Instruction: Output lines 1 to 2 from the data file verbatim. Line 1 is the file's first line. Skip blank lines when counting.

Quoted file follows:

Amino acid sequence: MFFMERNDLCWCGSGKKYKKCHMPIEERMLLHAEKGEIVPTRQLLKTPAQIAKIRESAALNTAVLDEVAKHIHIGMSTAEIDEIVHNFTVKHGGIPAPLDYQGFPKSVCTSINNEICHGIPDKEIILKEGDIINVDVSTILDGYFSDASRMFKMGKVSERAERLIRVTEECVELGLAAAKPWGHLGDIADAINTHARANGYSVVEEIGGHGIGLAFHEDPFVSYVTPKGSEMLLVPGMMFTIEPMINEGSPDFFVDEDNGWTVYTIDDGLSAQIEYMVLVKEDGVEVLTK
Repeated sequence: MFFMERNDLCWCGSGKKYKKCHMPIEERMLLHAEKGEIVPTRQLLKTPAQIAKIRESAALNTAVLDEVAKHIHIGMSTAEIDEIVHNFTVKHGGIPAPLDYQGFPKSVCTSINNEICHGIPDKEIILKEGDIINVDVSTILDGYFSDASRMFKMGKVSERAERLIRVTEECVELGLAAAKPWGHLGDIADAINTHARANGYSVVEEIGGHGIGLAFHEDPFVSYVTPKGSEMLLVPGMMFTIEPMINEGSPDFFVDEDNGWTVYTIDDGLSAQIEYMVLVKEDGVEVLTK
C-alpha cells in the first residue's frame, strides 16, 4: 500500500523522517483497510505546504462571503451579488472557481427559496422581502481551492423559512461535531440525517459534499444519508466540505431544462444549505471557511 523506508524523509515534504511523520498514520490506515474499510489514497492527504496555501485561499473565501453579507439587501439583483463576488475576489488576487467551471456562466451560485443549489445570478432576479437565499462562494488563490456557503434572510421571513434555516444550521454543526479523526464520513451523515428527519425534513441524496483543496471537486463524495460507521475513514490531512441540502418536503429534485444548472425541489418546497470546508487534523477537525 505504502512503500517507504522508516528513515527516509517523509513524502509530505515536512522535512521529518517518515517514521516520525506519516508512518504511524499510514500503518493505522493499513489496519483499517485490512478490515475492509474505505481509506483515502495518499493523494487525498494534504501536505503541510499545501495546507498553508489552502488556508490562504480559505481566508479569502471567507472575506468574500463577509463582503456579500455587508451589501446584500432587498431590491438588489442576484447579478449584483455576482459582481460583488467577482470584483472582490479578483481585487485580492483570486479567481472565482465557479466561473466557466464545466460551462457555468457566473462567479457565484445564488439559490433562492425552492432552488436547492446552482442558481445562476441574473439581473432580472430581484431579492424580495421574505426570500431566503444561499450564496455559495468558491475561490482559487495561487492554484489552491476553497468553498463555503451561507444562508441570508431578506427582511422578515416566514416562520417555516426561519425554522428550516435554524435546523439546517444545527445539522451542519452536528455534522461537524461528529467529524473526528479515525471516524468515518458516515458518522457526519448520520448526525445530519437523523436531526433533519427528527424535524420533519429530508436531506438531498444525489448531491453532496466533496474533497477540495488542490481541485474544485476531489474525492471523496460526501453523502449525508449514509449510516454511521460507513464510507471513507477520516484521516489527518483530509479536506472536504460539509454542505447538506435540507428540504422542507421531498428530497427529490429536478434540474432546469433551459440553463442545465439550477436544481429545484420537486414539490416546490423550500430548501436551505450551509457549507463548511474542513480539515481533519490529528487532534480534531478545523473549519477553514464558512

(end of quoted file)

Amino acid sequence: MFFMERNDLCWCGSGKKYKKCHMPIEERMLLHAEKGEIVPTRQLLKTPAQIAKIRESAALNTAVLDEVAKHIHIGMSTAEIDEIVHNFTVKHGGIPAPLDYQGFPKSVCTSINNEICHGIPDKEIILKEGDIINVDVSTILDGYFSDASRMFKMGKVSERAERLIRVTEECVELGLAAAKPWGHLGDIADAINTHARANGYSVVEEIGGHGIGLAFHEDPFVSYVTPKGSEMLLVPGMMFTIEPMINEGSPDFFVDEDNGWTVYTIDDGLSAQIEYMVLVKEDGVEVLTK
Repeated sequence: MFFMERNDLCWCGSGKKYKKCHMPIEERMLLHAEKGEIVPTRQLLKTPAQIAKIRESAALNTAVLDEVAKHIHIGMSTAEIDEIVHNFTVKHGGIPAPLDYQGFPKSVCTSINNEICHGIPDKEIILKEGDIINVDVSTILDGYFSDASRMFKMGKVSERAERLIRVTEECVELGLAAAKPWGHLGDIADAINTHARANGYSVVEEIGGHGIGLAFHEDPFVSYVTPKGSEMLLVPGMMFTIEPMINEGSPDFFVDEDNGWTVYTIDDGLSAQIEYMVLVKEDGVEVLTK